Time for a roundup of groups, clubs, clans, cults, sects, bands, factions, tribes, assemblages, conglomerates, passels, platoons, posses, and syndicates…
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1. The Equal Rights Party formed as a splinter faction of the Democrats in 1835. They were pro-labor and anti-“the government having anything to do with banking,” but for this story, the most relevant part of their platform is their opposition to the corrupt Tammany Hall machine. Political skirmishes with Tammany Hall led to a signal moment in political branding that was not matched at least until Warren Harding’s perfectly uninspirational promise of “A Return to Normalcy” in 1920.
The story begins with Tammany muscle attempting to sabotage an Equal Rights Meeting by turning off the gas jets. Just a year earlier, a new type of match had been invented, and the inventor—trading on the popularity of locomotives—called them locofocos. The story goes that, with the gas jets plunging their meeting into darkness, the Equal Righters lit candles, using locofoco matches, to continue the discussion. And that is how the generically-named Equal Rights Party earned the infinitely sexier and more mysterious moniker of the Locofocos.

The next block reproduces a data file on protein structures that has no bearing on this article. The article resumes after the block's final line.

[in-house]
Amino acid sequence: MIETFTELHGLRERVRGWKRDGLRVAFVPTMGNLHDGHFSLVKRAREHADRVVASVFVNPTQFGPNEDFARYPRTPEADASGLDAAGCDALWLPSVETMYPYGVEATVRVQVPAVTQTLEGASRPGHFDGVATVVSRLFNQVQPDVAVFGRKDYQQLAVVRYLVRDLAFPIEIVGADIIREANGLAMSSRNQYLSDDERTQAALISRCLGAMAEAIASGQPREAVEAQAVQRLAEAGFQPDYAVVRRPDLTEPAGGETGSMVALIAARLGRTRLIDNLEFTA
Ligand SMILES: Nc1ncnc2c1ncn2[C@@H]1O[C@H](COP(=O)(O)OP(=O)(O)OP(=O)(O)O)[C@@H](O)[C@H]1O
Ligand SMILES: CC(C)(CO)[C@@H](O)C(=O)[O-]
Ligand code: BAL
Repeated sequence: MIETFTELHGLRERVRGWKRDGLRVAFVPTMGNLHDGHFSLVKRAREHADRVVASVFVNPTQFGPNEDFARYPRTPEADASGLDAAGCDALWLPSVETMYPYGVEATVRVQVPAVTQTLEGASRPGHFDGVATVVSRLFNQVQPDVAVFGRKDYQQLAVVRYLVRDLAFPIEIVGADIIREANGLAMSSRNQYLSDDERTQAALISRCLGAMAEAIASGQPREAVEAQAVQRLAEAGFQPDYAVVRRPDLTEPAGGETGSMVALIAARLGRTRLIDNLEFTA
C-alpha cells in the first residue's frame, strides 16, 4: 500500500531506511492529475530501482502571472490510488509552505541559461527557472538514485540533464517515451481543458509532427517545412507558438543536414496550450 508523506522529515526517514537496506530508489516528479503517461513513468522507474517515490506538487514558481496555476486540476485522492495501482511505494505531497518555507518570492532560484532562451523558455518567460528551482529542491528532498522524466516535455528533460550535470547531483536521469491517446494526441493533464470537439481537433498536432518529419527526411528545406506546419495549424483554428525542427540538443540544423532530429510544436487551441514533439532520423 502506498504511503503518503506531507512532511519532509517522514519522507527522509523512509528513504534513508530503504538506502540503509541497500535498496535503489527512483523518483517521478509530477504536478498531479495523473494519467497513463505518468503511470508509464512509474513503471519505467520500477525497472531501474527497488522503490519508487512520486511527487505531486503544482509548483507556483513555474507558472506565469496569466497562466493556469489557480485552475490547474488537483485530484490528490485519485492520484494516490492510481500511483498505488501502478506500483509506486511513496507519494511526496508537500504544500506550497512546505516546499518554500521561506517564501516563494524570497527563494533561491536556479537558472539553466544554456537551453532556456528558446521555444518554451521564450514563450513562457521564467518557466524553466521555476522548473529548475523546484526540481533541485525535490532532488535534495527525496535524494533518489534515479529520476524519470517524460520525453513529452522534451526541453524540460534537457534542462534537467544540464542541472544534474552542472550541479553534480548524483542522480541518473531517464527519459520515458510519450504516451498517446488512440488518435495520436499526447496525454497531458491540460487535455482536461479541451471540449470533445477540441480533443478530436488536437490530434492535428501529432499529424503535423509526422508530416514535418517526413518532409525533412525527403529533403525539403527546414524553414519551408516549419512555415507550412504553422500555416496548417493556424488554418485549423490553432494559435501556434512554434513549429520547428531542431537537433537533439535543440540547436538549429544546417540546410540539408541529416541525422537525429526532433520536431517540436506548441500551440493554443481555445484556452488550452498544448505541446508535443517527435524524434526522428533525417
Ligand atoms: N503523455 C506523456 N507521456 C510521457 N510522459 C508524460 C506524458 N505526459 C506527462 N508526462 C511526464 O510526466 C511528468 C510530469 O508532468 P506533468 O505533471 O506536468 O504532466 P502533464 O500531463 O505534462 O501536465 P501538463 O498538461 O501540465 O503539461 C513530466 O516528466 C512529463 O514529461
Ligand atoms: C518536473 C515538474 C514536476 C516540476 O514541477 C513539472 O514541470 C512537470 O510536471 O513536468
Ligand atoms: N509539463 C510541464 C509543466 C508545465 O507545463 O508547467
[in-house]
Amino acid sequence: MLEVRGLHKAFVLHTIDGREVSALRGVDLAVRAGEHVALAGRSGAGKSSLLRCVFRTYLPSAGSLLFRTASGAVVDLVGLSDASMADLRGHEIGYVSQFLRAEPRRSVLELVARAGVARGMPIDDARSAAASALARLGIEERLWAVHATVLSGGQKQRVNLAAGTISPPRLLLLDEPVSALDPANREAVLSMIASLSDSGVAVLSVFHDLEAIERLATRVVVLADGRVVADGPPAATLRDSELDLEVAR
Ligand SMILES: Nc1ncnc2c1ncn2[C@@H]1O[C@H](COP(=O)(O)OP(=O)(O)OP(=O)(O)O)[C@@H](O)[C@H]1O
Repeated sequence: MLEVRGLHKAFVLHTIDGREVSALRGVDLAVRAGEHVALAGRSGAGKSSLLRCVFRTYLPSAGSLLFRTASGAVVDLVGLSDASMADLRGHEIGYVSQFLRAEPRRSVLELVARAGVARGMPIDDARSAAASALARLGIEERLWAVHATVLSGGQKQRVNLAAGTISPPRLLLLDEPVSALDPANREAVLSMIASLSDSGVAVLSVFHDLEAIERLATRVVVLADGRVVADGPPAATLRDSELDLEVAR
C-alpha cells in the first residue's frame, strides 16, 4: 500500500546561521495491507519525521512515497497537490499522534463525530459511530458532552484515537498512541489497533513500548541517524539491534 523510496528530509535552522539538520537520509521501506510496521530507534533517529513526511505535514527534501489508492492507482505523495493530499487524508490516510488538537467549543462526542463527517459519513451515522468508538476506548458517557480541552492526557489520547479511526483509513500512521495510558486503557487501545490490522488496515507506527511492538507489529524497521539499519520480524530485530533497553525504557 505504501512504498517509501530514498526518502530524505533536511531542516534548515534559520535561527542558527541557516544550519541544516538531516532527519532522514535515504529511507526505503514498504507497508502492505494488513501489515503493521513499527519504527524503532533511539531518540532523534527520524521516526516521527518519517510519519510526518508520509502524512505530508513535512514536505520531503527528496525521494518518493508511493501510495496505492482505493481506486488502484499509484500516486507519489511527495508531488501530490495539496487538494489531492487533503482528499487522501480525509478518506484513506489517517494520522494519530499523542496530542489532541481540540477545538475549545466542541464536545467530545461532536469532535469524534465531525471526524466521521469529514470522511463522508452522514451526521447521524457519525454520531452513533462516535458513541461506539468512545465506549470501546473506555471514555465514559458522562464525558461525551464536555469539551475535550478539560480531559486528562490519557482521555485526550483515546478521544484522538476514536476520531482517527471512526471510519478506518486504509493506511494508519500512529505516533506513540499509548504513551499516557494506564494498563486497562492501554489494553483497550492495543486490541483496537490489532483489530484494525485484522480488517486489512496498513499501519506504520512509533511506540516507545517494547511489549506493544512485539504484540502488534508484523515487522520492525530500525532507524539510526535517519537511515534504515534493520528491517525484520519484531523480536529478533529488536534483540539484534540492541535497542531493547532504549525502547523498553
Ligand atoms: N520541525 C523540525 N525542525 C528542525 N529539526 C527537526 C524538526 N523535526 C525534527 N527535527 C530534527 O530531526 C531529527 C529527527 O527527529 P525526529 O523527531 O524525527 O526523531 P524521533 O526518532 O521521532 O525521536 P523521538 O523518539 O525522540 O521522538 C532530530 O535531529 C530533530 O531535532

Unfortunately their political clout never came close to the greatness of their name: by 1840, “Locofoco” was mostly just an insult levied by Whigs against Democrats they didn’t like. When William Henry Harrison—a Whig—was elected, the Locofocos folded up shop, if not in name then in practice. Many of the jettisoned members joined the Barnburner Democrats.
It’s not suprising that a group named the Locofocos held within its ranks some great names. Among them were Henry Bangs and Levi D. Slamm, the latter the editor of the radical zine Daily Plebeian. The nominal pairing led newspapers to refer to the group colloquially as “Slamm, Bang, and Company.” The best name was reserved for one of their most prominent opponents: Preserved Fish. The son of Preserved Fish and grandson of Preserved Fish, the anti-Loco Fish was a shipping magnate made rich off whale oil and the grand poobah of the Tammany machine. And, I repeat: his name was Preserved Fish.